Whitey Bulger Trial Begins, Juror Falls Asleep

Amanda CrumLife

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Whitey Bulger, the infamous Boston gangster whose life has inspired several books and films--including "The Departed"--began his trial today on racketeering and murder charges. The story of how he rose to power over the Winter Hill Gang, allegedly killed 19 people, and somehow got the FBI in his pocket is sensational to say the least, but at least one juror didn't think so; during opening statements this morning, the man nodded off for several minutes.

Bulger is accused of using force--sometimes deadly--to get what he wanted from some of Boston's undesirables. The Irish mob made their ill-gotten funds disappear by buying up property in their neighborhood, but in 1994, Bulger was tipped off by an FBI informant that he was on the verge of being busted on federal racketeering charges. He went into hiding, and that's where he stayed for 16 years. Two years ago, he was captured in Santa Monica with his girlfriend, who received eight years for aiding and abetting a known criminal.

Now, the stories of Bulger's misdeeds are about to come to light, in grisly and fascinating detail.

"The guy is a sociopathic killer," Tom Foley, an organized crime investigator who spent most of his career with the Massachusetts State Police trying to bust Bulger, told CNN. "He loved that type of life. He's one of the hardest and cruelest individuals that operated in the Boston area. He's a bad, bad, bad guy."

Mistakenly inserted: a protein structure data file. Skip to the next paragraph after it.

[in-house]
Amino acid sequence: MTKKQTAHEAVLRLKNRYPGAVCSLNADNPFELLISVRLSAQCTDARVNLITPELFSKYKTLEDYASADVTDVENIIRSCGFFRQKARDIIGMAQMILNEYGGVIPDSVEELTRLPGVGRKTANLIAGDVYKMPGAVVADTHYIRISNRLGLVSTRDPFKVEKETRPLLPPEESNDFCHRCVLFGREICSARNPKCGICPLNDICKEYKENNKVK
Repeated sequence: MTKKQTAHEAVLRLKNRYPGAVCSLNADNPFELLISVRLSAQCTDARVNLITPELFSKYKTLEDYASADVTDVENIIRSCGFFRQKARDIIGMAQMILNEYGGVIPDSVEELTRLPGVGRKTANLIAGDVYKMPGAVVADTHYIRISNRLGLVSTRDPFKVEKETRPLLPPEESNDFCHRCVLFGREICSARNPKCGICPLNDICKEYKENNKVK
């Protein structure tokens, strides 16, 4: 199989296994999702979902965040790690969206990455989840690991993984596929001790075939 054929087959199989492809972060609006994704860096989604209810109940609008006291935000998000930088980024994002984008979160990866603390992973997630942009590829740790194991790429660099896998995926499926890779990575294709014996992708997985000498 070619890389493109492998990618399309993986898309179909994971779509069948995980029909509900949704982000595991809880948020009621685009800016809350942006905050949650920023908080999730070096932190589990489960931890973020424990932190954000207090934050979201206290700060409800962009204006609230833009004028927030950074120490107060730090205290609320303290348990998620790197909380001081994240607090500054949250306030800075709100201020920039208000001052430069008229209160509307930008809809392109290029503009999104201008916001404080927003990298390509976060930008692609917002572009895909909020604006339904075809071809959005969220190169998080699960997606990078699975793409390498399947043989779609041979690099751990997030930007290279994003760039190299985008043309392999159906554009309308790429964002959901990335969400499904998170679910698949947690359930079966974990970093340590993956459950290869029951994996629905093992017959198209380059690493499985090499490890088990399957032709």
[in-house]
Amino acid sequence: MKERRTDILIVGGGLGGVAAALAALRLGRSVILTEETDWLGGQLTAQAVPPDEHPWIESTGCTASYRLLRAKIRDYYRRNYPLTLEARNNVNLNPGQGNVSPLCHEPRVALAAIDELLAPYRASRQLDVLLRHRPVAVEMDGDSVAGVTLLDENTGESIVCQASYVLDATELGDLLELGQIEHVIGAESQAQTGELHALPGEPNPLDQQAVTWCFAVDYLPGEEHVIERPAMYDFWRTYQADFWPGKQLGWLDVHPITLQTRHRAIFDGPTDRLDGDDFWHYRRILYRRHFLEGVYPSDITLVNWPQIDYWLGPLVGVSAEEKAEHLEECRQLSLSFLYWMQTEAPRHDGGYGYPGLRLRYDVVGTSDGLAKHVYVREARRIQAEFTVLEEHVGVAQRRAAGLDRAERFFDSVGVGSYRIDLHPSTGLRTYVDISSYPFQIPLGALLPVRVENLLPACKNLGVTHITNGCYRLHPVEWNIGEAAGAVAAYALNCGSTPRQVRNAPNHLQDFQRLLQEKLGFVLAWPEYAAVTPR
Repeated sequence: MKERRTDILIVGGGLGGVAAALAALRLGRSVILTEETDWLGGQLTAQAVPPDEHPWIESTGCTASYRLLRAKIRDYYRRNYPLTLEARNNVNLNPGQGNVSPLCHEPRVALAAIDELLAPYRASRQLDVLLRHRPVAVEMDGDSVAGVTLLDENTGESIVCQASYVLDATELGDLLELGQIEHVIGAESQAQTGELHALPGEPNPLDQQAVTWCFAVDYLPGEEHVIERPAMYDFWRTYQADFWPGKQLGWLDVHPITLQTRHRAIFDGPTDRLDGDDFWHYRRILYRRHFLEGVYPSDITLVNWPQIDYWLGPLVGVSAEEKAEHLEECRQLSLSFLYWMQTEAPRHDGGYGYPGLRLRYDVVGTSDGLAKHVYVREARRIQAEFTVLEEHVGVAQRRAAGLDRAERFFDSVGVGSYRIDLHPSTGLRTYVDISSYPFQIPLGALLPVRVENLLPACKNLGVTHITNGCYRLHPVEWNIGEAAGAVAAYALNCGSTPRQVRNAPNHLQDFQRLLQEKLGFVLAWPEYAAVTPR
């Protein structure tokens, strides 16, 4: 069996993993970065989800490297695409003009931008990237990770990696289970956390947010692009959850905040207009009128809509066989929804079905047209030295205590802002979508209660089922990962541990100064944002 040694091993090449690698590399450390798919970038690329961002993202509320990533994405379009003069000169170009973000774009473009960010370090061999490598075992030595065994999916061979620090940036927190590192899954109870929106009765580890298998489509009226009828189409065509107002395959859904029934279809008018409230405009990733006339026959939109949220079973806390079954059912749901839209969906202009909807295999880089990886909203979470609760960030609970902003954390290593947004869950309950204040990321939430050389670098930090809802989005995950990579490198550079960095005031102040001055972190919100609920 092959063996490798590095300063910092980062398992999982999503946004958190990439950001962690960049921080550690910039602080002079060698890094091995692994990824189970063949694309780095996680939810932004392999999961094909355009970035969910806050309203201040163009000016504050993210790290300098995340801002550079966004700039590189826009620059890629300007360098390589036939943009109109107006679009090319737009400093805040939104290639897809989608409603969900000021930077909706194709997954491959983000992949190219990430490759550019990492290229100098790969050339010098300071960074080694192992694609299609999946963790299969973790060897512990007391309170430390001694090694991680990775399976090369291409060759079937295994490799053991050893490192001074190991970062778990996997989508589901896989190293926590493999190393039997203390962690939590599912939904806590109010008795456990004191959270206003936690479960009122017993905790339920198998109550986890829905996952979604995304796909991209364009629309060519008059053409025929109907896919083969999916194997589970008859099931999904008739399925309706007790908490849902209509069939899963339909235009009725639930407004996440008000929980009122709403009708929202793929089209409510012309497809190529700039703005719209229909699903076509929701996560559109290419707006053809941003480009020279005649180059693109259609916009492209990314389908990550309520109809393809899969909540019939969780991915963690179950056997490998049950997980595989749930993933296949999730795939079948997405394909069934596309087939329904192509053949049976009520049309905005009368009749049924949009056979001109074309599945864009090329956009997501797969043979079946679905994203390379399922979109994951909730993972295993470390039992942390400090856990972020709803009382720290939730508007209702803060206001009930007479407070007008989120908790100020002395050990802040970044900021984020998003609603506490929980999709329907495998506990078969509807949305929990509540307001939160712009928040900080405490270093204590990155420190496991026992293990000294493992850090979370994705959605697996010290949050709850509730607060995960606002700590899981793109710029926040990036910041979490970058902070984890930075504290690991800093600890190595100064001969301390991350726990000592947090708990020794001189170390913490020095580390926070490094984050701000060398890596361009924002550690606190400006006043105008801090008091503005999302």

Bulger's tactics for avoiding detection reportedly included cutting off the fingers and pulling the teeth of the people he killed so they couldn't be identified. It also helped that he had a friend working within the FBI who tipped him off to anything he wanted to know; disgraced agent John Connolly is now serving 50 years for second-degree murder in the death of a businessman who was about to testify against Bulger and other Mob members in 1982.

The trial is just getting started, but it's sure to be a doozy. And as more details of Bulger's deeds come to light, it's doubtful any more jurors will decide to take a nap. It may also make Johnny Depp rethink his position on salary.

Amanda Crum
Amanda Crum is a writer and artist from Kentucky. She's a fan of Edward Gorey, Hunter S. Thompson, and horror movies. You can follow her on Google:+Amanda Crum